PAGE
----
I will never understand the complexity of the US and its political system, especially in three short days but some context from meetings with Senators, lobbyists and the USDA allowed insights not many get the opportunity to have. However, I came away thinking again that USA is an enormous engine with many hierarchical layers, entrenched views and complex processes of government so that like an aircraft carrier it has very little ability to change direction and when it does only one degree at a time.
Texas, United States
If Iowa was the start of our Nuffield in March, Texas provided the perfect book end. Over six weeks we met many proud and passionate people sharing their businesses and stories. None more so than Texans which highlighted an observation that a strong sense of identity provides real power in a market. The Chinese had very a strong sense of being Chinese despite incredible diversity, the truly Irish – Irish brand capturing value for what we recognise from Ireland, and Go Texan slogan all illustrating shared history and values for those regions. My observation is that we are all individuals but get a real sense of motivation and engagement from belonging to a team and in these last two cases has translated to market positioning from combined effort.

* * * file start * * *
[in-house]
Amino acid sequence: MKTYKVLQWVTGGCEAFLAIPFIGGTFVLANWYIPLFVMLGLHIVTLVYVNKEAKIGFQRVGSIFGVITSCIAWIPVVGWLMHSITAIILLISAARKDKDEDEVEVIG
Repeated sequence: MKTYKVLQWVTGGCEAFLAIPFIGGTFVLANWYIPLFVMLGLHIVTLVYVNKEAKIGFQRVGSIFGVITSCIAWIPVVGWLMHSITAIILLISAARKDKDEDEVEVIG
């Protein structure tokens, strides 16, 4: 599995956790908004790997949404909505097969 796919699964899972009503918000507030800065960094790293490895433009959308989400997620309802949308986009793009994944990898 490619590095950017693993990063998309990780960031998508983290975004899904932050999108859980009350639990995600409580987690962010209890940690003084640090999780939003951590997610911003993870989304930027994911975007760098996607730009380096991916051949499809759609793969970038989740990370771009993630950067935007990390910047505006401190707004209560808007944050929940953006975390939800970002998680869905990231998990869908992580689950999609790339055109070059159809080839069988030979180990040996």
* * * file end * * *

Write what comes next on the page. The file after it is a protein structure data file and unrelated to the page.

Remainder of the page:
Over six weeks visiting farm businesses, industry bodies and political institutions were heard talk all over the world of the challenges being faced with environmental regulation, the growing disconnect with agriculture, human resource limitations, no succession planning, undervalued food or lack of profitability in our farming enterprises just to name a few, which brings me back to where this started. I am struck by the similarities the agricultural world is facing.
The problems and challenges all over the world over are the same, just they are dressed in different clothes.
I have been very fortunate to contrast seven countries and three continents in six weeks with a group of intelligent agriculturalists. They have helped me to look at things from different angles and to process what we have seen, at each stage challenging me to ask a better question with new information gathered!
We could never hope to have understand the world in that time, or find the answers to questions but what I am incredibly grateful for is the knowledge, experience and insights gained to continue learning and asking better questions!
Follow Cam Henderson on Twitter @hamemurray